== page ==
Mailbox: not your average iOS mail client

Mailbox: not your average iOS mail client

Mailbox is the only iPhone app that I remember having to join a waiting list for just so I could download it. Even those who just wanted a preview had to join the queue… and wait. Sooner or later, though, it did happen.

Now, finally, Mailbox is available to everyone. Why would you choose it over the official Gmail app?

Actually, there are a few reasons. The one that intrigued us was the underlying Mailbox promise that it would not only change the way you manage your mail on your mobile, but also the way you manage you life. In order to accomplish that, they’ve proposed a new way of reading and storing emails.

So let’s see what’s new this email client can add to our iPhone experience, as well as our lives.

Installation and set-up

After entering your email address and password for your Gmail account, Mailbox provides you with a short tutorial that goes through how the app works: archiving emails (Archive), snooze function (Later), and moving the message to a list (Lists).


The section entitled Mailbox Tools will go through each.

In the next step you can choose what to do with your Inbox. If you want it to appear exactly as your Gmail inbox does now, then you need to choose “no” when you’re asked if you “need help getting to zero?”

If you choose this, then you’ll see all your unread messages in the Mailbox inbox – basically, everything will appear normal.

Need help to getting to zero

However, this isn’t the best way to make the most of Mailbox. The idea behind the app is to focus on streamlining productivity, and in fact, Mailbox does make it easy to harmonize the flow of mail that arrives on a daily basis… as long as you stick to the rules.

So, when the popup appears with the question need help getting to zero?, click on ‘Learn More’. Mailbox will then give you three options for archiving mail in your inbox.


1) The first option is Archive Everything. The Inbox is completely emptied, letting you separate off your pre-Mailbox emails so you can make a fresh start, after which everything will (hopefully) be easier. Of course, the messages don’t actually disappear. If you’re using the app, you’ll find them in the Archive mailbox, while in webmail you can access them from the panel All messages.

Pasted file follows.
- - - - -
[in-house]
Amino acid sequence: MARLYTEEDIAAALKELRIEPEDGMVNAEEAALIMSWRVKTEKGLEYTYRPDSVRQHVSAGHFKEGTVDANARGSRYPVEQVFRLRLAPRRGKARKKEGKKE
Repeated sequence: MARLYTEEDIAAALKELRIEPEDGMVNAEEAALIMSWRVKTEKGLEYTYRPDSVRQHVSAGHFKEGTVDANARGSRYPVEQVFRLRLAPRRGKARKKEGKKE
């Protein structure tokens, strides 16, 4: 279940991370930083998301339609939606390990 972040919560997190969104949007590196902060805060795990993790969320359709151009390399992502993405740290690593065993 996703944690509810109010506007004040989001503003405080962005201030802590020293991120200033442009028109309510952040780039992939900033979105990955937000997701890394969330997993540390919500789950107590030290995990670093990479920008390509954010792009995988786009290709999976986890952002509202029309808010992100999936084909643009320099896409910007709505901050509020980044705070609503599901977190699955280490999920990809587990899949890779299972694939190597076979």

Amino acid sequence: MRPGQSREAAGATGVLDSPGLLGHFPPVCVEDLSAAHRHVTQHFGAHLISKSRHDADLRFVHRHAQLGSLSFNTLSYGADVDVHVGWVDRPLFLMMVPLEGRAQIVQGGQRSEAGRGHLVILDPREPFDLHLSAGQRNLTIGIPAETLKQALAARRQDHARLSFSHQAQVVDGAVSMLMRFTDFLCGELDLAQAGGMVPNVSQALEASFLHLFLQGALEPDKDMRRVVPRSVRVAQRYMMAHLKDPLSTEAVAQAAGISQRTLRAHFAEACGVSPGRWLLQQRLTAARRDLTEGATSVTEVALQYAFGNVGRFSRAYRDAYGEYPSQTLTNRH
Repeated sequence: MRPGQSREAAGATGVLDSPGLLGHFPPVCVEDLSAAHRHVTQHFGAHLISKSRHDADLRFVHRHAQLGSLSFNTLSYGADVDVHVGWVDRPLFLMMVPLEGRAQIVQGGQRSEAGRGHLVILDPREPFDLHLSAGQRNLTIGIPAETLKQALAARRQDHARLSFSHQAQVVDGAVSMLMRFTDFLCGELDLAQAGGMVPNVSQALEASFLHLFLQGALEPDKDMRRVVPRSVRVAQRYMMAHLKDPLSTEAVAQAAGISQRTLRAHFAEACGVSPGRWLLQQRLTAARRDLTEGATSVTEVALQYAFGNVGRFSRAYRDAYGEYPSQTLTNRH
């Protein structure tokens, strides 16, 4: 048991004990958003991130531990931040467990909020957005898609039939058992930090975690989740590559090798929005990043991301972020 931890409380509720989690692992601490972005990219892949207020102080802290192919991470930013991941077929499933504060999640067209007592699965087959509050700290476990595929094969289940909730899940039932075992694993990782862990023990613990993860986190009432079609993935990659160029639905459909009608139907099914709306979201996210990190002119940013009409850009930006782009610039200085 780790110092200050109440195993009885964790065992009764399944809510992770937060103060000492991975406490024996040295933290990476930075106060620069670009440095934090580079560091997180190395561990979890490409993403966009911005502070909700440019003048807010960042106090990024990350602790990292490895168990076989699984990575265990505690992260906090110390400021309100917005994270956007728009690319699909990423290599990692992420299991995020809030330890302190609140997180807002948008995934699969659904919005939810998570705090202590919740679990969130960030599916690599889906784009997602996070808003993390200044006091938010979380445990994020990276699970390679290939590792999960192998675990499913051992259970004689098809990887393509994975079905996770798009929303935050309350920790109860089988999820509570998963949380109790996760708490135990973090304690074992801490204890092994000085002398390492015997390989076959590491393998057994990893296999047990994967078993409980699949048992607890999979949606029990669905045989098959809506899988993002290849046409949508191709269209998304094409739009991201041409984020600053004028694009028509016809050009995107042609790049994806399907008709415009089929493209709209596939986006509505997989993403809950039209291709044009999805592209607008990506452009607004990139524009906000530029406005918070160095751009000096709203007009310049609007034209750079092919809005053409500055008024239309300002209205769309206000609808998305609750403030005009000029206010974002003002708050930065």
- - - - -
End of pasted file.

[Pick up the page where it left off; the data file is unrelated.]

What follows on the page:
2) The second option is Archive All Except Unread, which moves all read messages into the Archive, but leaves the others in the Inbox. This seems to be the best option for those who are starting to use Mailbox, because it will soon begin to manage all unread mail using the new system introduced by the app.

3) With Archive All Except Starred, the only emails left in the Inbox are those marked with a star – in other words, any special emails.

Once you make your selection, you can finally begin to use Mailbox.

The interface

The graphics used for organizing mail are very logical. In the upper part of the interface you have 5 buttons, three of which are grouped together.


With the first button (which depicts three stacked horizontal lines) you can access all of the folders: Mailbox, Later, Lists (with the lists you’ve created, if you’ve already put messages here), Archive, Trash, Sent. All your emails are accessible from here.


Also accessible here from here is the Settings menu and Help. The latter is particularly important, because new users will inevitably wonder about many things, particularly the way in which Mailbox and Gmail webmail work together. You’ll find lots of answers here (often accompanied by explanatory diagrams and videos), a collection of hints and tips, as well as other useful services.

From the Settings menu, you can add new email accounts, edit those you’ve already added, choose the default account, attach a signature automatically to all sent emails, amend settings for Lists and Snoozes, set your syncing preferences, notifications, and the application badge.

With the next three buttons you can respectively access the Later box, the Mailbox and the Archive.

The last button creates a new email message.

The app takes full advantage of the fact the iPhone has a touch screen and you can actually move mail into the different folders by using different gestures.


  • Short swipe to the right (a green bar appears): move to Archive,
  • Long swipe to the right (a red bar appears): moves to Trash
  • Short swipe to the left (a yellow bar appears): you’ll see the Later menu, which allows you to choose when to redisplay a notification for that message,
  • Long swipe to the left (a brown bar appears): opens the menu list, and you can then choose which list to move the message into.

It’s clear the effort that has been put into making the interface as logical as possible, and by and large they’ve succeeded. It’s just a shame that using it in landscape view is not an option, as I personally always use that when writing emails on the iPhone as I find it much more convenient than portrait view. But patience is a virtue, as they say!

Now let’s have a look in more detail at all the features the app offers.

Mailbox Tools


This feature is done very well, and it’s the heart of Mailbox. You can choose to temporarily store each message, and then get it to pop up again at another time.


You can postpone the notification for the email so that it appears at a later time that day (Later Today), in the evening (This Evening), the next day (Tomorrow), the following weekend (This Weekend), the following week (Next Week), in 30 days (in a month), or on an unspecified day (Someday, a kind of black hole into which you can send emails that you want to ignore, but don’t quite have the courage to brutally trash!). Finally, you can choose a specific date on which you’ll receive the notification again, by selecting the Pick Date option.